SSH keys generated turned out to be identical to someone on github

You heard it. I quickly generated an ed25519 ssh keypair locally and used it to commit changes to my public facing ansible pull github repo (intial server config). A few days later, I am looking at my repository on github and found that a strange person made commits to my repo. I took a look at the commits and they were the ones I made. This only means one thing, the keys I generated on my laptop are identical to someone on github who has the same public ssh key added to their account globally. This means I have write access to all of their repos with the key I generated.

Are the changes of this occurring very slim?
How can I protect myself from someone else in the world who just so happens to generate the same keys?

This is scaring me and I might enable password authentication along side with requiring a public key and not just have it public key authentication for ssh.

This video can give you an idea of just how likely that is to be true. A key collisions is not the likely answer as to what happened unless there is a common and flawed system being used to make the keys.

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I uploaded the key to my github repo with write access and when I commited, it showed another user commiting the change.

This is not me. But shows up as that user when I do any commits using the ssh keys I generated.

I admit this looks strange. But I’m with Tom here that the chances of you generating an already existing key pair are close to zero.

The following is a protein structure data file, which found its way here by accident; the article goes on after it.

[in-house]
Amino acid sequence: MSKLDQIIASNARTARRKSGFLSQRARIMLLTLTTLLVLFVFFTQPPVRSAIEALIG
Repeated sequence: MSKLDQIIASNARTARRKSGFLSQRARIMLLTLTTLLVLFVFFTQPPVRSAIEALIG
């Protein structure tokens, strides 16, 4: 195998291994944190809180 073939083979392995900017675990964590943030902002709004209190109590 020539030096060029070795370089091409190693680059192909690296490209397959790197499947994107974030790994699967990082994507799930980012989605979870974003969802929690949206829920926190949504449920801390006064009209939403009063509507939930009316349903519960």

You can actually look at the keys that particular user has listed in their profile:
They won’t match your generated key, given that they are RSA keys (as of writing this).

Git (and apparently also Github, for that matter) distinguishes between the person who authors a code change and the person who commits a code change. Most likely explanation for me right now is that there is some sort of misconfiguration on your workstation. Taken from “Why is my commit associated with the wrong person?”:

If you’re working locally, you can tell Git who authored a set of changes by using the --author flag with git commit. […] If you don’t specify any authors, the and from your local Git configuration will be used by default. […] Whether you work locally or on GitHub, we use the email address(es) from this author information to associate GitHub accounts with commits in most places on our site, including contributions graphs and the commits list.

If you’re still confused about the author, committer, or pusher of a commit on GitHub, contact the Support Team ! We’ll be happy to help.


Thank you sir. This is the perfect explanation of what is occurring.